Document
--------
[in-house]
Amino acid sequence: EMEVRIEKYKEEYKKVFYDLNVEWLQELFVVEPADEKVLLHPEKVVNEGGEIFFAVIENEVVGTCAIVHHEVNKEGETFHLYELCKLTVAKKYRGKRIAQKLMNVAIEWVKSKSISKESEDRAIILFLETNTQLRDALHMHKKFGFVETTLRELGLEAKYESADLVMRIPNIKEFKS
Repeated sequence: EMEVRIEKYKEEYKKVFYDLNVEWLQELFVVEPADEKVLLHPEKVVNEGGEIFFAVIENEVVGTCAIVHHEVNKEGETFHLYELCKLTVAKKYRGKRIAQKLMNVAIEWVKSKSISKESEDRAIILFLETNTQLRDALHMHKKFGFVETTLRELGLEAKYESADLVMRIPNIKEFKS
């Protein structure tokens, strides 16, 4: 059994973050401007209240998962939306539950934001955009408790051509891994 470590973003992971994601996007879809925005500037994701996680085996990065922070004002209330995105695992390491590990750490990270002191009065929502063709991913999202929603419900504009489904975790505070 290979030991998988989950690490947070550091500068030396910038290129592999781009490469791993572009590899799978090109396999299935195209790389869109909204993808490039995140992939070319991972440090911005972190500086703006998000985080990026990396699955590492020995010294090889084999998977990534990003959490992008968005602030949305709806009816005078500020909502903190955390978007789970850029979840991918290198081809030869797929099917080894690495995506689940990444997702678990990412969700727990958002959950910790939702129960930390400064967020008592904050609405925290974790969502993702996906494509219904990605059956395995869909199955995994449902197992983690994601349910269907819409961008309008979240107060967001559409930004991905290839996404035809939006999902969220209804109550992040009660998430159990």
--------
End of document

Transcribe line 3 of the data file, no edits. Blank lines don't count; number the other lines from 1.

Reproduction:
Repeated sequence: EMEVRIEKYKEEYKKVFYDLNVEWLQELFVVEPADEKVLLHPEKVVNEGGEIFFAVIENEVVGTCAIVHHEVNKEGETFHLYELCKLTVAKKYRGKRIAQKLMNVAIEWVKSKSISKESEDRAIILFLETNTQLRDALHMHKKFGFVETTLRELGLEAKYESADLVMRIPNIKEFKS